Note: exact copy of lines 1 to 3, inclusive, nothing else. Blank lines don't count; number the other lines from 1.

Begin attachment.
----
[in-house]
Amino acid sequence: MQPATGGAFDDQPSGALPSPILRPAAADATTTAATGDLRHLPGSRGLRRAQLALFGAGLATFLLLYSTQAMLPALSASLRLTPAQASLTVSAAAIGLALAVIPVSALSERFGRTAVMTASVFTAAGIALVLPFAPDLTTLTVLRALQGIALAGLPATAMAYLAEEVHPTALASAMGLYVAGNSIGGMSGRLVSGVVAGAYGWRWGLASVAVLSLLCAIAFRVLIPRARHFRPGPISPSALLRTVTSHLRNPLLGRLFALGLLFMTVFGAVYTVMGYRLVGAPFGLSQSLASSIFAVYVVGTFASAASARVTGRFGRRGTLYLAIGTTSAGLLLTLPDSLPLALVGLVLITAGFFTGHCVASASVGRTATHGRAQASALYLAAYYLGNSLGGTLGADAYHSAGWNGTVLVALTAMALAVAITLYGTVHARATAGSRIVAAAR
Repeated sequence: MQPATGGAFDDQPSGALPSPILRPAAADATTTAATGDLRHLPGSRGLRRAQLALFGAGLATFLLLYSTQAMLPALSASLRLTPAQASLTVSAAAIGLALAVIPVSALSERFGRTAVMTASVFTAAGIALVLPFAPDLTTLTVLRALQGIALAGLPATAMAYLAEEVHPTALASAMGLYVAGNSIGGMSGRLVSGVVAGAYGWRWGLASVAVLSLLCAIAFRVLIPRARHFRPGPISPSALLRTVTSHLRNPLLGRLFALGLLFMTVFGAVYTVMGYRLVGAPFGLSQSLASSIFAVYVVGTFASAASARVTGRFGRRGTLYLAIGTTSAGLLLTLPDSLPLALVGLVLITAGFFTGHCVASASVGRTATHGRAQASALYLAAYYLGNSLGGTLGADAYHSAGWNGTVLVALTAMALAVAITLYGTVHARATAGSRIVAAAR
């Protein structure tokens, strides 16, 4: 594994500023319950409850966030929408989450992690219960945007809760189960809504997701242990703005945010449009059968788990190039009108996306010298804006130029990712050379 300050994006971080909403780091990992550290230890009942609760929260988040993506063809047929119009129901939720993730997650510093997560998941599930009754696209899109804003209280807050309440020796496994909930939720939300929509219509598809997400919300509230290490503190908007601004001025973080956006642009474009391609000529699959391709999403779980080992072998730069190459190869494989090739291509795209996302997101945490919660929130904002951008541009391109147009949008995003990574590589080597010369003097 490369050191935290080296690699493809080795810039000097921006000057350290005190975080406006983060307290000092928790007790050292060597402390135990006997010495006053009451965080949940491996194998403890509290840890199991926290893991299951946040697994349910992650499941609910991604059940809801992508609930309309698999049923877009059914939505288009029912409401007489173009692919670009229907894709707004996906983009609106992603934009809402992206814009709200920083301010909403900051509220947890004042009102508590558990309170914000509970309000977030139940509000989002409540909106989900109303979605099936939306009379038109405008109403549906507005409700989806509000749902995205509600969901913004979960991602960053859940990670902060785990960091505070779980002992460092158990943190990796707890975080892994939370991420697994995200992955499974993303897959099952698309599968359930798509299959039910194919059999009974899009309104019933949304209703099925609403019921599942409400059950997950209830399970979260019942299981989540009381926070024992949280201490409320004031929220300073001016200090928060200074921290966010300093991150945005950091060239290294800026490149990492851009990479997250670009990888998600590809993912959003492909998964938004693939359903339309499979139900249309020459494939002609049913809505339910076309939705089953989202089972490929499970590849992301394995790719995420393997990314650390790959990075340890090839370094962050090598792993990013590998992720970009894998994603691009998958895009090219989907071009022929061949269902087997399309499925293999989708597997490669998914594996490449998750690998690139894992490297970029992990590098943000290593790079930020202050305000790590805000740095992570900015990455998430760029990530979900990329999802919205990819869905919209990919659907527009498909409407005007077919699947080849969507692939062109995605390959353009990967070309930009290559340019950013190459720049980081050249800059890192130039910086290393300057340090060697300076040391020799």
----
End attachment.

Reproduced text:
[in-house]
Amino acid sequence: MQPATGGAFDDQPSGALPSPILRPAAADATTTAATGDLRHLPGSRGLRRAQLALFGAGLATFLLLYSTQAMLPALSASLRLTPAQASLTVSAAAIGLALAVIPVSALSERFGRTAVMTASVFTAAGIALVLPFAPDLTTLTVLRALQGIALAGLPATAMAYLAEEVHPTALASAMGLYVAGNSIGGMSGRLVSGVVAGAYGWRWGLASVAVLSLLCAIAFRVLIPRARHFRPGPISPSALLRTVTSHLRNPLLGRLFALGLLFMTVFGAVYTVMGYRLVGAPFGLSQSLASSIFAVYVVGTFASAASARVTGRFGRRGTLYLAIGTTSAGLLLTLPDSLPLALVGLVLITAGFFTGHCVASASVGRTATHGRAQASALYLAAYYLGNSLGGTLGADAYHSAGWNGTVLVALTAMALAVAITLYGTVHARATAGSRIVAAAR
Repeated sequence: MQPATGGAFDDQPSGALPSPILRPAAADATTTAATGDLRHLPGSRGLRRAQLALFGAGLATFLLLYSTQAMLPALSASLRLTPAQASLTVSAAAIGLALAVIPVSALSERFGRTAVMTASVFTAAGIALVLPFAPDLTTLTVLRALQGIALAGLPATAMAYLAEEVHPTALASAMGLYVAGNSIGGMSGRLVSGVVAGAYGWRWGLASVAVLSLLCAIAFRVLIPRARHFRPGPISPSALLRTVTSHLRNPLLGRLFALGLLFMTVFGAVYTVMGYRLVGAPFGLSQSLASSIFAVYVVGTFASAASARVTGRFGRRGTLYLAIGTTSAGLLLTLPDSLPLALVGLVLITAGFFTGHCVASASVGRTATHGRAQASALYLAAYYLGNSLGGTLGADAYHSAGWNGTVLVALTAMALAVAITLYGTVHARATAGSRIVAAAR